When it’s too wet to be working in clients’ gardens, the team at Holland Landscapes will be checking and maintaining every piece of equipment we own.
Number one tool maintenance job at this time of year is servicing the lawn mower. If you’re not confident enough to tackle it yourself, your local supplier or garden centre will probably be able to help for a moderate fee.
Prune trees and shrubs
Now is a good time to prune trees, shrubs and roses. By cutting out unwanted growth whilst the plant is dormant, you reduce the risk of the wound “bleeding”. It’s easier to understand the shape and structure of the plant whilst it has no leaves. Plus winter pruned trees are less prone to disease.
Start by cutting out any dead or diseased branches. Then start to improve the shape of the plant. Always use a sloping cut, just above a leaf node. Stand back from time to time and check your work.
Pruning fruit trees is quite an art form. If you’re at all unsure, the team at Holland Landscapes offer one-off garden maintenance visits as well as maintenance training courses.
Plan and replant herbaceous borders
I have yet to meet a gardener who doesn’t want to make any improvements to the planting scheme in their plot. Some want more colour for longer, some have overgrown borders that need radical maintenance, some want to refresh the colour scheme.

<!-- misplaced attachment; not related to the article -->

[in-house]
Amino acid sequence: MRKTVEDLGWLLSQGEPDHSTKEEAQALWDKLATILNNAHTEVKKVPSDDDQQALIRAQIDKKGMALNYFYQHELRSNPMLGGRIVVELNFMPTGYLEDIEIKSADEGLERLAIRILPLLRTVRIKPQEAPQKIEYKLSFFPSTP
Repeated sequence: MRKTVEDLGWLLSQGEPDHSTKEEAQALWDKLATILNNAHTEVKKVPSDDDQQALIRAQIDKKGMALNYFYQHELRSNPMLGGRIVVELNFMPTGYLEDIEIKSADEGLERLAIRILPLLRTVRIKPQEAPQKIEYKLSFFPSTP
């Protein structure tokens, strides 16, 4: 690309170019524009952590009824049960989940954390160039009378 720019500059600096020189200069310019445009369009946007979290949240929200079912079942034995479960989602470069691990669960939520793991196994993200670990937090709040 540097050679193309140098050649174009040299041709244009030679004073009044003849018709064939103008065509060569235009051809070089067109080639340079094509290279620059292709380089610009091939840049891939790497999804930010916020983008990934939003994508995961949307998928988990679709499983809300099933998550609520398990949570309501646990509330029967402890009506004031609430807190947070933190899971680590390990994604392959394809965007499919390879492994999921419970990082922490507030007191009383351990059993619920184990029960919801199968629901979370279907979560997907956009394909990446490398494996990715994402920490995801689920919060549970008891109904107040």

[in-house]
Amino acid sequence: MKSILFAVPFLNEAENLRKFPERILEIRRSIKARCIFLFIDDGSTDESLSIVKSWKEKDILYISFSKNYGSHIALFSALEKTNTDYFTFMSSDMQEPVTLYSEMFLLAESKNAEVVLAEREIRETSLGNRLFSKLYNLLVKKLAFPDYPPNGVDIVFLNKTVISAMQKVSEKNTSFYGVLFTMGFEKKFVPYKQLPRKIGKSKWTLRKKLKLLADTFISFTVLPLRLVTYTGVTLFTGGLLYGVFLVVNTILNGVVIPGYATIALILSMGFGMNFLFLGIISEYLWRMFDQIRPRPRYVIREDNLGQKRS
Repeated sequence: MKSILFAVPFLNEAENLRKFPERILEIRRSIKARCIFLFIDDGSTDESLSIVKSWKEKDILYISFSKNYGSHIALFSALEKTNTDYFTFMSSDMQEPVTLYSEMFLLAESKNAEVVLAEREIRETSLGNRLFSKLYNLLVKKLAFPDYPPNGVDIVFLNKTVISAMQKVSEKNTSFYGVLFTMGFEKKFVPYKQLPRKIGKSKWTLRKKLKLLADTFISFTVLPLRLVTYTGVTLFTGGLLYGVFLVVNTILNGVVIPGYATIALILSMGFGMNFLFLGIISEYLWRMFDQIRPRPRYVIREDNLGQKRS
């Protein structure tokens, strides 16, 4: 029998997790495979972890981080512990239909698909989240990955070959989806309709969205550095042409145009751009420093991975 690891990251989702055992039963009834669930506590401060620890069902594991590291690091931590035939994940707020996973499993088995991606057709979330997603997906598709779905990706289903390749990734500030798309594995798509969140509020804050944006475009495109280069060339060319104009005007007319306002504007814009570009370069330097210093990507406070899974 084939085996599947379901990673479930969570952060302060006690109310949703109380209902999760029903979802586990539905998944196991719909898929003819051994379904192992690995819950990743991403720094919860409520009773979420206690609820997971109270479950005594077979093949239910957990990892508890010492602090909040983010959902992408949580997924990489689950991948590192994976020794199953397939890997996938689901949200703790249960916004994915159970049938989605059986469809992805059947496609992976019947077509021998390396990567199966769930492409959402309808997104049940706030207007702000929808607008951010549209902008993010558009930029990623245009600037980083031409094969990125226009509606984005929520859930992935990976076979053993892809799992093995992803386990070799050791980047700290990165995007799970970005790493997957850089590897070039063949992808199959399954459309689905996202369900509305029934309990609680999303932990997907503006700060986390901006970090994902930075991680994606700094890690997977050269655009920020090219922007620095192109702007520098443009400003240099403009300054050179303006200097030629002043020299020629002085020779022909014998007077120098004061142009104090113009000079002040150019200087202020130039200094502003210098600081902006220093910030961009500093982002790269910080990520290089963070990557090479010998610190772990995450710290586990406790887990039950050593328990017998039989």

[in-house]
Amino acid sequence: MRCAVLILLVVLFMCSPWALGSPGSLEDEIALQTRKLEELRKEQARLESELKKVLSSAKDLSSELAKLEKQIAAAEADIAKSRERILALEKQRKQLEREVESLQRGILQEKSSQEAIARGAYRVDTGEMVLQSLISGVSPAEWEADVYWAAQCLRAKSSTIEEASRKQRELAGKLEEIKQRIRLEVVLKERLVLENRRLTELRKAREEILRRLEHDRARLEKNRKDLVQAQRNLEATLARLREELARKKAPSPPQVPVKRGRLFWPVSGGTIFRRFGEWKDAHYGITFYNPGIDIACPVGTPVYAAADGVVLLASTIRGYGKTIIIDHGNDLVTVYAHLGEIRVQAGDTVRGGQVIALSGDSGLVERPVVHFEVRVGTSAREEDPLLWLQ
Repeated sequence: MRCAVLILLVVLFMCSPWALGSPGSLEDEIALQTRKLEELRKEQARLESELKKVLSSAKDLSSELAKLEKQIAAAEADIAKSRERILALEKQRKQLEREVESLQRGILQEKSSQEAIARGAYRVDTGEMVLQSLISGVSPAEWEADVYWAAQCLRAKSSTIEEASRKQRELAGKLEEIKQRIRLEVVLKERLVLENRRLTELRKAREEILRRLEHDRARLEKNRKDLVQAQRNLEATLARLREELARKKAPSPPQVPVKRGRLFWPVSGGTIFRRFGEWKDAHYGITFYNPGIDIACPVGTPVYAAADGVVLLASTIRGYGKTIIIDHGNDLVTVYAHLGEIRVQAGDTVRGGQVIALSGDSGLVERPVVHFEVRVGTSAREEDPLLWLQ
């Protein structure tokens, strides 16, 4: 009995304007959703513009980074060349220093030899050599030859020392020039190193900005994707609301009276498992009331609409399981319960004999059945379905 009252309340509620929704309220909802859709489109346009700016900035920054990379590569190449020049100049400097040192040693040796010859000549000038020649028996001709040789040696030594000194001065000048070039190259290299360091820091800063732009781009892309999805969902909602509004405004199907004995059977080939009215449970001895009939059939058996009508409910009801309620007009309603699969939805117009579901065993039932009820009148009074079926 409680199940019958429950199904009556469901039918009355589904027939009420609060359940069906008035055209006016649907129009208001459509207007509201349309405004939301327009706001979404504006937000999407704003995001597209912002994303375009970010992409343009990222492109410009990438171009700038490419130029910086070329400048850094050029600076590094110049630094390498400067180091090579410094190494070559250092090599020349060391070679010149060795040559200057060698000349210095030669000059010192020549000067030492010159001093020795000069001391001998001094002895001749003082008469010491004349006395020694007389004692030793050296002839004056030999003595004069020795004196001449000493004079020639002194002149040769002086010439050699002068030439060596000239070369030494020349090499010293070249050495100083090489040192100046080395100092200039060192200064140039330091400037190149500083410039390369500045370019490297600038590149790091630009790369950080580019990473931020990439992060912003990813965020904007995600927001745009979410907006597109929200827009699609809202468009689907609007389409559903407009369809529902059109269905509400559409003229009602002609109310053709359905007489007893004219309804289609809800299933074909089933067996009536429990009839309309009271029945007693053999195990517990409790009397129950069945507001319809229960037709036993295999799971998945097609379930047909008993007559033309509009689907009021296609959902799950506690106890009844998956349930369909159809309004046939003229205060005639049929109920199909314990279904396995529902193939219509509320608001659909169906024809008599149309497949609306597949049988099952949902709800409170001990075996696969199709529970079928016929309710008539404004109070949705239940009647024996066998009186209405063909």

Planning and refreshing borders is one of the most challenging but interesting winter gardening jobs. Draw a detailed plan to scale on a big piece of paper using colour if you can. Think about the height and spread of the plants as well as colour, texture and flowering times.
Beautiful planting schemes rarely happen by accident. They need thought and planning and there’s no better time of year to think about your beds and borders than in the quieter winter months.
I always find that a good planting plan saves hours of trawling round the garden centre trying to decide what to buy. It also helps you avoid making impulse buys that really don’t help your cause.
If you’re overwhelmed with the choices available to you and just don’t know where to start with your planting plan. Why not ask for professional help? Tapestry Design Studios from Colchester can create a planting plan around your ideas for a very modest fee. Call 01206 580520 to discuss your needs or visit https://tapestrydesignstudios.com/
Trim lawn edges
It never ceases to amaze me how something as simple as neatly trimmed lawn edges can look the whole garden look pristine.